The Camera app has some great options. The Auto mode usually does a great job of optimal settings of the white balance and ISO to get a great image but you can change to Manual Mode and make those adjustments yourself. There are lots to keep you entertained with Creative Effects that show a preview in real-time of what the image will look like before you snap away. There are also built in app to automatically upload to Vine and Evernote as well as the ability to add other apps too.
The Augmented Reality is great fun allowing you to add virtual action scenes and characters into your own environment. You can record these too in video or still mode. These are great fun and kept everyone amused for hours as the software can detect faces and adds special effects around the people:
The Sony Xperia Z2 comes with a non-removable Li-Ion 3200 mAh battery and manages its power consumption beautifully. Even on heavy usage, with NFC, Bluetooth and WiFi switched on during the day, I often get 60% of battery left at 5pm. If you do see you are running out of power, then there are two options that you can use. The first is the Stamina Mode which extends the battery by restricting performance and disabling mobile data and wifi when the screen is off. If you enable Low Battery Mode then you can instruct the Z2 to switch off certain functions when the phone battery drops below a set percentage.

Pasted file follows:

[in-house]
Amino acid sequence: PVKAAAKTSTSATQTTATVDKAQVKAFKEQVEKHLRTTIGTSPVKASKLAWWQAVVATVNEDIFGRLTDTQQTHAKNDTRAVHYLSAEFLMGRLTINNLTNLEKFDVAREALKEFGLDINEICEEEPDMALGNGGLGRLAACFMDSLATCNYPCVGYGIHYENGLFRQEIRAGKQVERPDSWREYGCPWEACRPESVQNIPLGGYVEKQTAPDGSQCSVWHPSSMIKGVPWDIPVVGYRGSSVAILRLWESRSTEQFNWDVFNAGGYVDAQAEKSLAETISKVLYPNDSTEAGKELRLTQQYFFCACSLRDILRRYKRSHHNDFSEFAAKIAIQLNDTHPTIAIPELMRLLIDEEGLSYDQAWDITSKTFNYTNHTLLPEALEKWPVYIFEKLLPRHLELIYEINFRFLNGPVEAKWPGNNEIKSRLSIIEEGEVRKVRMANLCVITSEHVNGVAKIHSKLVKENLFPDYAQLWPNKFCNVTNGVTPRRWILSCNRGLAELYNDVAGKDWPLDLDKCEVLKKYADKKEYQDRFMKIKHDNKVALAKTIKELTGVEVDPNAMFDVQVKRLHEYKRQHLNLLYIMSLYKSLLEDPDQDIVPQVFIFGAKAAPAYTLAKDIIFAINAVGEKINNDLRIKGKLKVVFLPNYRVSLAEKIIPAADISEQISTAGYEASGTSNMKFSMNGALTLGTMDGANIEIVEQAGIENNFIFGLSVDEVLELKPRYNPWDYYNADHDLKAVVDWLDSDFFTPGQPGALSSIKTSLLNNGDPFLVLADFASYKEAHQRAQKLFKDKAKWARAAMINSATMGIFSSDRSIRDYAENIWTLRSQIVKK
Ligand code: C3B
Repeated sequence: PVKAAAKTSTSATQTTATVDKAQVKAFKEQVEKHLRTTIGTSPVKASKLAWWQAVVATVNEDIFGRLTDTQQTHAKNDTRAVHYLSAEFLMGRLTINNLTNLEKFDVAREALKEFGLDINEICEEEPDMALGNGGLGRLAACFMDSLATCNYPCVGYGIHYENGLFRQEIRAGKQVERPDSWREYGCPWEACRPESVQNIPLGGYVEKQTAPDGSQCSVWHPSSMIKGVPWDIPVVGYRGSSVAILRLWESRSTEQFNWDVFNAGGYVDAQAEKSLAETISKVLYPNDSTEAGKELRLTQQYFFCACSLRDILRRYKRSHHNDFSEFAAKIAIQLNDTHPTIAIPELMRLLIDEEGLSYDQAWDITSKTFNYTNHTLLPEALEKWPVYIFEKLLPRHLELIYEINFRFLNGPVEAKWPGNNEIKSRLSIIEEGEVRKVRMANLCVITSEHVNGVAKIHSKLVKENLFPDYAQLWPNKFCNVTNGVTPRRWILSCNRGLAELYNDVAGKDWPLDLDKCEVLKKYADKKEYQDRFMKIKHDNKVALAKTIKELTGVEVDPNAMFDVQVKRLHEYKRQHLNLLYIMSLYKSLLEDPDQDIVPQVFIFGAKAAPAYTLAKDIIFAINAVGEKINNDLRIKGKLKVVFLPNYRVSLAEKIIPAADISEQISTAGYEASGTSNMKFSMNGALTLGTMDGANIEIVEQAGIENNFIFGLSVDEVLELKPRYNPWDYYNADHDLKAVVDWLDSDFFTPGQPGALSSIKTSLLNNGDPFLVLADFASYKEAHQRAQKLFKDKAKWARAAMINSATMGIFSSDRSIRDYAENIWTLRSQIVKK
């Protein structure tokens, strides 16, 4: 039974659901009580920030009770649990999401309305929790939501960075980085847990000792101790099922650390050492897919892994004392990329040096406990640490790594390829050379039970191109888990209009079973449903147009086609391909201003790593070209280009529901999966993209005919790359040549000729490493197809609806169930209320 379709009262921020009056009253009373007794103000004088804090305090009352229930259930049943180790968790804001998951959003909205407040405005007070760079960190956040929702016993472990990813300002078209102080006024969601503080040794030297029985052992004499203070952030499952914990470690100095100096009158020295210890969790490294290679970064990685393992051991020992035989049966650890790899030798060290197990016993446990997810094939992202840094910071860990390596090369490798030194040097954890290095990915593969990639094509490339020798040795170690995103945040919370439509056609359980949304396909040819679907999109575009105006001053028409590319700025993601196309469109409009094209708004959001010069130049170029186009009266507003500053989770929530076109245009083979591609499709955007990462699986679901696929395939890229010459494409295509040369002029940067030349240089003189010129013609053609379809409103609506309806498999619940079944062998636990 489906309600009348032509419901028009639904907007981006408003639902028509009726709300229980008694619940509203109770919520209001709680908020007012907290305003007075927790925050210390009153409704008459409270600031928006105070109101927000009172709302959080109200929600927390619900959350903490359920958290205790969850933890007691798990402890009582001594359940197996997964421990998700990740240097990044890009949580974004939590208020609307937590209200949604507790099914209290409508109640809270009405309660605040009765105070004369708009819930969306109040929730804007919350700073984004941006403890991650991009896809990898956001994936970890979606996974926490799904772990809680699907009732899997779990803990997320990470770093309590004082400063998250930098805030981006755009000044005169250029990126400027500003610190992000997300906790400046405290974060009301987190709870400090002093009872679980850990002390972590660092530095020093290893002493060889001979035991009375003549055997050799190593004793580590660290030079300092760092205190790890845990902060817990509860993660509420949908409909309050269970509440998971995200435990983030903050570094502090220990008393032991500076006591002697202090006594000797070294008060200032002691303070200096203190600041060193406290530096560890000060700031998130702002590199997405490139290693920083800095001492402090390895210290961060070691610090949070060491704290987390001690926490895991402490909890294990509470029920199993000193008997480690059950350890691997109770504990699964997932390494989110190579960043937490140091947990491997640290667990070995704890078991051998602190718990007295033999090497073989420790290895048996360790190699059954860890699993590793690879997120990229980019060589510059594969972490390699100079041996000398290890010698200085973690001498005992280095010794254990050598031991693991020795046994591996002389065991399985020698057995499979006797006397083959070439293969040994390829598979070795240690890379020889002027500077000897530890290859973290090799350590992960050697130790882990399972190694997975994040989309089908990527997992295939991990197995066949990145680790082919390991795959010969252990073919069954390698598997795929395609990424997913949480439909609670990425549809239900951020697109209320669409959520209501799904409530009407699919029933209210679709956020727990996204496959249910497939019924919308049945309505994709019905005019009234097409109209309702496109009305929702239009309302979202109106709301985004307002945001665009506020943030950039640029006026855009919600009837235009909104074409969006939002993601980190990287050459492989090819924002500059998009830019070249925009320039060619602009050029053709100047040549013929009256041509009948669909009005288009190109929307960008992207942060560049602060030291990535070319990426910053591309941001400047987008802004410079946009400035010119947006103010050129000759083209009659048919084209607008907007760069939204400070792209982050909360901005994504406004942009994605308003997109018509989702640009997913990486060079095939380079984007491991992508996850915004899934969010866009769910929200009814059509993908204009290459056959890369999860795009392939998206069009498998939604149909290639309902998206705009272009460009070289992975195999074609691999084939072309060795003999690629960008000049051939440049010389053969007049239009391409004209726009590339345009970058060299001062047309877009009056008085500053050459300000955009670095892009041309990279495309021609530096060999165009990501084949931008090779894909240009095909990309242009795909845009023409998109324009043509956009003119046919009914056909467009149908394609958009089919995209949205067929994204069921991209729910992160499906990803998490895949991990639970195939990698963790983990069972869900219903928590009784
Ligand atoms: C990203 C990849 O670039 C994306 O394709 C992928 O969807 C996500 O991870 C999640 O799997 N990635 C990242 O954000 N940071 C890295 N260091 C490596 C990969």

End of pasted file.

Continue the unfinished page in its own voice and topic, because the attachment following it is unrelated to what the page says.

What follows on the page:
TheZ2 is rated at IP58 which means that it can be fully submerged for up to 1.5 meters for 30 minutes. This is great for listening to music in the shower or for keeping the phone with you whilst cooking and not having to stress about the device when the kids are having a water fight and you want to record the action. Remember if you want to take photos underwater, don’t try use the screen. As soon as the screen detects water it becomes useless. What you need to do is use the dedicated Camera button. The volume button takes care of the the zoom in and out and simply tap the dedicated button to snap photos underwater.
Remember not to have direct Jetstream of water onto the phone (like in a jacuzzi) and to have all the flaps closed tightly so that no water can seep inside the phone. The headphone jack can remain open.
So in Summary:
Sony has delivered a great device that not only looks great but is waterproof and can handle what the real world throws at it. It has a nice screen and feels solid and along with cleverly integrated features (such as the weather sits inside each day of the calendar) make this phone a superb choice.
Those with the Z1 will find it hard to upgrade as the Z1 is just that good. Those that are looking to get into the Sony experience will not regret their choice.